OPINION: Lack of diversity in college football playoffs major problem
Bryan Hudnell | Staff Writer
When the College Football Playoff system was announced at the start of the 2014-15 season, College Football fans were ecstatic. The outdated Bowl Championship Series (BCS) system was finally abolished and teams were given the chance to prove themselves in pursuit of a national championship.
This year, the teams selected by the Playoff Committee were Clemson, Oklahoma, Georgia and Alabama. All four are deserving and are quality programs, but a major problem emerges for College Football: there is almost no diversity in these selections year to year.
Georgia is the only team in this year’s playoffs making their first appearance. In the four years of the playoff system, Alabama has been selected every year and has appeared in every top 10 ranking the Playoff Committee has put out. Clemson is another mainstay and has made it three times. This will be the third straight year where an Alabama-Clemson matchup is present as well. Lastly, Ohio State and Oklahoma both have made it twice.
Now, the argument can be made that these teams are consistently putting the best product out on the field every year, and it should not be a huge shock that these teams are in the conversation every year. College Football has always been this way. But, at least in the BCS system, non power five conferences had the shot of breaking this trend. There has been close to zero indication of that in the playoff system.
Two teams have come close. The first team, and perhaps the team that had the best chance, was Houston. In 2015, they finished with a 12-1 regular season record and secured an American Athletic Conference (AAC) Championship against #22 Temple. The Cougars also defeated Louisville, Memphis, Navy, and most importantly, Florida State in the Peach Bowl. This is a quality resume that the Committee straight up ignored. The Cougars were never ranked in the top 15 until after they upset FSU and they finished the season eighth.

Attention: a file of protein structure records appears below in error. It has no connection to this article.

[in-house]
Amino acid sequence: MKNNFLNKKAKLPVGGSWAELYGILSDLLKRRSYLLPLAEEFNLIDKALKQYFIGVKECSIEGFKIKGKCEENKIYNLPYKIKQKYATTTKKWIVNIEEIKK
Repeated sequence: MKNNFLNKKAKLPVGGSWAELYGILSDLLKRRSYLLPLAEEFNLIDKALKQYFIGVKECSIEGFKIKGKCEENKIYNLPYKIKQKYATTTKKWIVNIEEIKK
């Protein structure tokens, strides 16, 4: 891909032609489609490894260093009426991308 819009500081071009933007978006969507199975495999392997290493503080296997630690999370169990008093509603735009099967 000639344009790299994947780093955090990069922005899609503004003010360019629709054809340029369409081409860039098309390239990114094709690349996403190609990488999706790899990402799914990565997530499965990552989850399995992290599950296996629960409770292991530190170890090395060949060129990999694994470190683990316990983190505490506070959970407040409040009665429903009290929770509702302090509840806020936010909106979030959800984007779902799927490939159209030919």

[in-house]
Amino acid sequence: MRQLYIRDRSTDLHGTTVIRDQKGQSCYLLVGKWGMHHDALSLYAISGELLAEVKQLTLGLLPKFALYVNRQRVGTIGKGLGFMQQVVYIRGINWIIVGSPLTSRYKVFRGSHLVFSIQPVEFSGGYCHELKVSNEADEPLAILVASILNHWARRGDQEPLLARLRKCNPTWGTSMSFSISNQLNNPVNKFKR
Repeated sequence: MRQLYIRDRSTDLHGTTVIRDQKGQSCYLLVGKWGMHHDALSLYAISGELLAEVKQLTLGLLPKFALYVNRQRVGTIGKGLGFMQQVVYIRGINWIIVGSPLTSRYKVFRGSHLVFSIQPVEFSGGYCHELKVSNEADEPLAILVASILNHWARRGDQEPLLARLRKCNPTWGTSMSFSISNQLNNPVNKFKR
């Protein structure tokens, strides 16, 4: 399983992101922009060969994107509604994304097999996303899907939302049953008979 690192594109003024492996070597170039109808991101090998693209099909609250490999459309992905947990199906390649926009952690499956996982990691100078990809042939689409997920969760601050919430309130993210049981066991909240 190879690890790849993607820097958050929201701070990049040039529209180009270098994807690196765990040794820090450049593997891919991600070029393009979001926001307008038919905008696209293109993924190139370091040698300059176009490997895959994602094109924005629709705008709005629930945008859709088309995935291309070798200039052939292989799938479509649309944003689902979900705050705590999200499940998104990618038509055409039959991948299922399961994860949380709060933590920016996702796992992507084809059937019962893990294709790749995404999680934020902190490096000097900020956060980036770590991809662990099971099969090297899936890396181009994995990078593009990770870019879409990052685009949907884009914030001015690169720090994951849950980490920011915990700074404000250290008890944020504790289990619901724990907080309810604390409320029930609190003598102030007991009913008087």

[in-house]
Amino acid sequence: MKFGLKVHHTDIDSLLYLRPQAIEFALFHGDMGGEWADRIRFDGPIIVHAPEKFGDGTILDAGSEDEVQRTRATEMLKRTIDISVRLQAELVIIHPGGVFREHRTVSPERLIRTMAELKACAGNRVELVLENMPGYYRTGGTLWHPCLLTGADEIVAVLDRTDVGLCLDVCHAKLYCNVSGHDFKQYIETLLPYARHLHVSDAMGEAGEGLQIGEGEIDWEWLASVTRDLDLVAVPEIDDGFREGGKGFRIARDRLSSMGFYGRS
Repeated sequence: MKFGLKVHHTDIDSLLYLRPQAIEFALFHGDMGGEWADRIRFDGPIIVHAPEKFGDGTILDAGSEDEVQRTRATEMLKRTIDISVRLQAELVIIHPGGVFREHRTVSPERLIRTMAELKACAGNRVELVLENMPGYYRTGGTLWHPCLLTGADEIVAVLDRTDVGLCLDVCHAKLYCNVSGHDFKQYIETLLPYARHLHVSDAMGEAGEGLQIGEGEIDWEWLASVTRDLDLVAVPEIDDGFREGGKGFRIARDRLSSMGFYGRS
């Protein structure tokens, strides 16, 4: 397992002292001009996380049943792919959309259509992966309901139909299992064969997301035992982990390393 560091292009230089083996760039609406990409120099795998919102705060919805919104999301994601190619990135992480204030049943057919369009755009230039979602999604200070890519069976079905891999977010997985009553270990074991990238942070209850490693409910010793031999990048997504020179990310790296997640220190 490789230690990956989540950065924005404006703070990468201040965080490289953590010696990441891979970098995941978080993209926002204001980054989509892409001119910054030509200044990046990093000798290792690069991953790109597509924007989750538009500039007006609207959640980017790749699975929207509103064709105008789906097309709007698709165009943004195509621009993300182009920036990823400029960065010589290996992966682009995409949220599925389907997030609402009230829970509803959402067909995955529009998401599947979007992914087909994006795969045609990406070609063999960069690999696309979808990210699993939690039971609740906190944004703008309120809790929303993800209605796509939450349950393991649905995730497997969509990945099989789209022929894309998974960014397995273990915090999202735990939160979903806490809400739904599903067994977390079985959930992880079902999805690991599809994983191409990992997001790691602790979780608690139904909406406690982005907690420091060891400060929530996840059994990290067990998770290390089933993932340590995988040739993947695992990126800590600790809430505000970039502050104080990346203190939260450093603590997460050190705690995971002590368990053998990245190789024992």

In 2016, Houston stunned #3 Oklahoma to begin the season and received a lot of national attention. They were ranked as high as sixth, which is the highest ranking ever given to a non power five conference team. The Cougars’ hot start came to end after falling to Navy and Southern Methodist University.
The other team is Central Florida (UCF). The Golden Knights closed this year with an undefeated regular season and won their conference. A question all college football fans should be asking themselves is what if UCF comes out victorious against Auburn in their bowl game? What would those implications be? Auburn was ranked #2 before the Southeastern Conference (SEC) Championship game and here is UCF knocking off an SEC powerhouse. Even if they lose by a few points, they would join Houston in proving that these teams can compete with the best that college football has to offer.
Now, I am not saying that UCF can beat Alabama; those odds are slim. But what more do these teams need to do? They need a rigorous out of conference schedule and must win their conference championship to even be looked at. These teams do not have the luxury of scheduling Mercer or The Citadel like Alabama and Clemson can. They have to be perfect and have no weaknesses on their resume, which is an unrealistic expectation for any team to meet.
Whether it is expanding the playoffs to six or eight teams or being more lenient to teams in weaker conferences, College Football needs to take a hard look at how they are evaluating teams to give more teams a shot. If not, we will get stuck with the same matchups and the same teams every year.